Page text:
The history behind Irish whiskey is rather interesting, add to it the argument that the Irish introduced whiskey to the scots and it takes another turn..
Tracing its heritage way back Irish whiskey was once a major contributor to the infrastructure and backbone of the Irish economy. Dating back to somewhere in the early part of the 1400s, it wasn’t until around the 1600s that Irish whiskey became an industry rather than an illicit, underground income. With the oldest licensed distillery in the world ( Bushmills ) Ireland can and should be proud of the fact they in theory were the original producers of whiskey as we know it! Records show that it was in fact some 90 years or so earlier than Scotland for the production but as we know records can be lost !
So why is Irish whiskey lagging behind the rest of the world in the whiskey / whisky economy ? Well in theory it is actually the fastest growing market these days but it is still a long way behind its rivals . the fact that Irish whisky can still be split down into three categories, Single Pot still whiskey, Single malt Irish whiskey and Grain whiskey still causes a little confusion.
Pot still whiskey is where people seem to get confused, this is though a rather simple sideward step to the single malt whisky we all know, the only real difference is the use of both malted and unmalted Barley. The use of unmalted Barley came into use when the distillers became a little disgruntled to the taxes added to malted Barley in the late 1700s early 1800s.
What is interesting though is the fact Grain whisky / whiskey which was thought up in Ireland but dismissed vigorously, forced over to Scotland where it was embraced, is today becoming a big part of the whisky industry in general.. The introduction of the coffey still around 1830 by Aeneas Coffey changed the way whiskey / whisky could be produced with its continuous production instead of the batch style of production with typical pot stills.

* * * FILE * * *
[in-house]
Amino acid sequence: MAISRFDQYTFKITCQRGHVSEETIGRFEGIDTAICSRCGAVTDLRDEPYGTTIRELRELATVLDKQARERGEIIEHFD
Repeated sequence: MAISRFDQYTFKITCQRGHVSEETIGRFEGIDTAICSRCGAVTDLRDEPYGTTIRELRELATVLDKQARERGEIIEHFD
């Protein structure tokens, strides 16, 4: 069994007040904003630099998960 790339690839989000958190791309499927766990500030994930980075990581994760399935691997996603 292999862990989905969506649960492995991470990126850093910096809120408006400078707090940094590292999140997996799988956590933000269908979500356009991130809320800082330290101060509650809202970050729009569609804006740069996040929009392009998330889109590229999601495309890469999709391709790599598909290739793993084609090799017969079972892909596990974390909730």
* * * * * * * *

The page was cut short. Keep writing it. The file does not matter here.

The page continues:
Single Grain Irish Whiskey
Although there is not a lot of information about the Clonakilty distillery I do know it was founded and run by the Scully Family, on the South coast of Ireland, County Cork and of course it is set up to use their home grown heritage barley.
A farming family who can trace the heritage back over eight generations now use that knowledge in the production of Irish whiskey with both Pure pot still and Single grain Irish whiskey being produced..
A set of three pot stills which of course means triple distilled adorn a large glass frontage to the distillery and within the complex you will also find a visitor centre and restaurant.
Age.. 9 years
Cask.. Bourbon cask before a 6 month finish in Bordeaux cask
Nose.. Summer fruits mingle with light honey notes, soft fruits and scented blossom aromas, add a little fudge note and you just have a rather inviting set of aromas..
Palate.. Soft spices greet you before those soft fruits and fudge sweetness takes over.
Finish.. Soft but memorable.
Thoughts.. This is a very soft offering and although its obviously grain whisky and comes in at 56.1% it is in no way inferior to any other style of whisky out there ! The softness is again this whiskies strength for me, the fruity flavours and soft floral notes work so well together, add to that the softness in the sweet side and this becomes a mouth watering liquid..
When anyone mentions grain whisky having an abundance of flavour we instantly think of the well aged expressions doing the rounds, but when distilleries start to take a little more care with this softer spirit, use good casks and nurture the liquid you end up with something worth shouting about..
That seems to be the case with this Clonakilty Single grain ! Care has been taken to produce a grain whisky that can stand alone at a tender age, and it shows…
I have to thank Omar over at THAT’S DRAM GOOD who very kindly provided this sample and who has constantly reminded me just how good Irish whiskey can be !! If you want to know something about Irish whiskey then check out his blog, its rather good !
After writing this review up I had a wee gander at his write up which can be found HERE. He mentions a pear drop note appearing later on, I certainly didn’t pick it up initially but when I returned, ITS THERE !! Power of suggestion or just a slow to turn up note ? who knows…
This single grain although showing the Clonakilty name is sourced from one of the leading Irish distilleries..
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